How to Develop an Interior Design Concept

Interior design is a wonderful profession that many will love to be a part of. It is not only glamorous in ways, it is also exciting, and satisfying, going by how an interior designer can turn an empty nondescript interior into a beautiful and aesthetically pleasing indoor space.

But how does an interior designer work? To achieve an interior that is pleasing to a client, a designer must start with a concept, an idea that should be a design solution to any interior space, commercial or residential.

Interior Design Model 
Source: By Akinpelu Adeyinka [CC-BY-SA-3.0 (

5 Basic Principles to Follow

To develop a simple interior concept is not so hard if you follow the most basic principles. These principles can be used in most situations, be it the design of a small apartment or an interior design project of a 5 star hotel suite.

These 5 principles are closely inter-related with each other, yet each is important in its own right. They however need to ‘work together’ to allow a designer create a unified feel to any space. They are listed in no particular order.

1. Colour – This is the most basic concept of all and is the fundamental concept that will tie a design all together. There is usually one main (primary colour), a secondary colour, and a minimum of two other supplementary and complimentary colours for the interior space.

There must be a mix . . . solid, patterns, smooth, textures . . . combined in such a way that the interior designer believes will bring beauty and enrichment to the room.

2. Scale – This is the next important aspect that ensures a concept works out beautifully. Scale is important and depending on the size and volume of an interior space, all objects placed within must be well related scale-wise.

A few designers seem to forget about the importance of scale. When the scale of anything is at odds with everything, it makes the interior quite unattractive. For instance, if large or over-sized pieces are used in small rooms, there will be a feeling of being cramped and stifled.  So if an interior concept has the greatest choice of colour mix, it will look terrible if the scale of furniture and interior accessories is off.

3. Style – Each and every designer probably has his/her own unique style, but the simplest style of all, one that seems quite popular today is a form of eclectic style. This style is generally informal and can be eclectic/modern or eclectic/traditional. It is also one of the simpler interior design concepts any designer can put together.Style also includes the choice of lighting and its illumination plan.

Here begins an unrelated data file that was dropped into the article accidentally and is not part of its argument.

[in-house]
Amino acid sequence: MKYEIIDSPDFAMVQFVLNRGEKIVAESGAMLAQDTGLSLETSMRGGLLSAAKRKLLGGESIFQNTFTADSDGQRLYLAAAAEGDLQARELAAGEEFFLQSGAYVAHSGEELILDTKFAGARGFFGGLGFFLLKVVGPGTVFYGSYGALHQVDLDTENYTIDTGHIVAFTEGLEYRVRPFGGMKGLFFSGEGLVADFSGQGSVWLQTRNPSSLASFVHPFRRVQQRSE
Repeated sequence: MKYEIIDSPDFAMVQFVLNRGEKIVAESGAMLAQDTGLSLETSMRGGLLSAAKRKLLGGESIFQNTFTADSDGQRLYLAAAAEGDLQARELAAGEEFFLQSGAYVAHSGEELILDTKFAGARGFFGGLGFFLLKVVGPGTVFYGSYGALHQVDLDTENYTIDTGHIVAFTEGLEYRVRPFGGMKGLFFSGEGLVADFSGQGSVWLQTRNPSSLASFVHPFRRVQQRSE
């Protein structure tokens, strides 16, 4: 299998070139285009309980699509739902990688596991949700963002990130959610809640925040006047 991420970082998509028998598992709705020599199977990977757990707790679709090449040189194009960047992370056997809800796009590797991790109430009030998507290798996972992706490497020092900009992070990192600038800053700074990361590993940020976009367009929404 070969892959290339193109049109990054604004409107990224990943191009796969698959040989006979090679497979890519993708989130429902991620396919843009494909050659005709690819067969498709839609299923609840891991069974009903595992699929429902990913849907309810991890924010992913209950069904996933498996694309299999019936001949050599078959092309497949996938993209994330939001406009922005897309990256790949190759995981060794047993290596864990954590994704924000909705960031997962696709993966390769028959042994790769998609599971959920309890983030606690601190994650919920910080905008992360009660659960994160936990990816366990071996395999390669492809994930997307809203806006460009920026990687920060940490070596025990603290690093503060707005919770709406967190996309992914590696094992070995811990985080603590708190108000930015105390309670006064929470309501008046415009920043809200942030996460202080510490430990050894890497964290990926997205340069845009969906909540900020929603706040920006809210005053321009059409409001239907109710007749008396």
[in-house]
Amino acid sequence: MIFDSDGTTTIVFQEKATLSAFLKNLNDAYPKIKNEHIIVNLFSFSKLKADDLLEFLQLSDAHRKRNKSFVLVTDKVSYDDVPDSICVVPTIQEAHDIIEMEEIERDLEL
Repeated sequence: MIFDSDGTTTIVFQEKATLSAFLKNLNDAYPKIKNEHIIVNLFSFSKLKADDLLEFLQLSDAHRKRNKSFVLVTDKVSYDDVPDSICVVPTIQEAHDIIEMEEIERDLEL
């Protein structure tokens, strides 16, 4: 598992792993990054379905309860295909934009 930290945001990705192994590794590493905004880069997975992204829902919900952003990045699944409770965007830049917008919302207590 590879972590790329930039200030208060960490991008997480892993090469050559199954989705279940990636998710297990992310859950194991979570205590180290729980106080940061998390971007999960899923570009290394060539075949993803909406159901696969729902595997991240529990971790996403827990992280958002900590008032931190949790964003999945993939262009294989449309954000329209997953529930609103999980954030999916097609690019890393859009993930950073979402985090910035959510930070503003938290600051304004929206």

It is important that whatever style is chosen, everything must work in harmony with each other to create a stylish yet simple interior.

4. Space Plan – There must be a conscious plan of space as any interior designer is aware of. No matter if everything is the right scale, or the style is to-die-for, and even if the choice of colour scheme is ideal, the concept will fail if items and objects are not positioned to the best advantage while still retaining an aesthetic look.  

Deciding on a focal point in the room is easy and once that has been determined, it will be much easier to site primary elements . . . sofa, divan, wall art . . . and when those are in position, placing enhancing accessories should be a ‘breeze’.

5. Functionality – It is good to note that function precedes style. There is no point having or developing the most luxurious interior concept if it’s not functional enough to meet the needs of its occupants. It must be well designed to be an efficient space that suits its occupants’ lifestyle.

Related: 7 Ways Interior Designers Charge for Interior Design Services

All these basic design concepts are something every professional interior designer must consider for any project, whether it's a low budget design project, or a high budget project. Each must be given due recognition so that the final design will result in the creation of an interior that is not only aesthetically pleasing, but one that is attractive and inviting as well.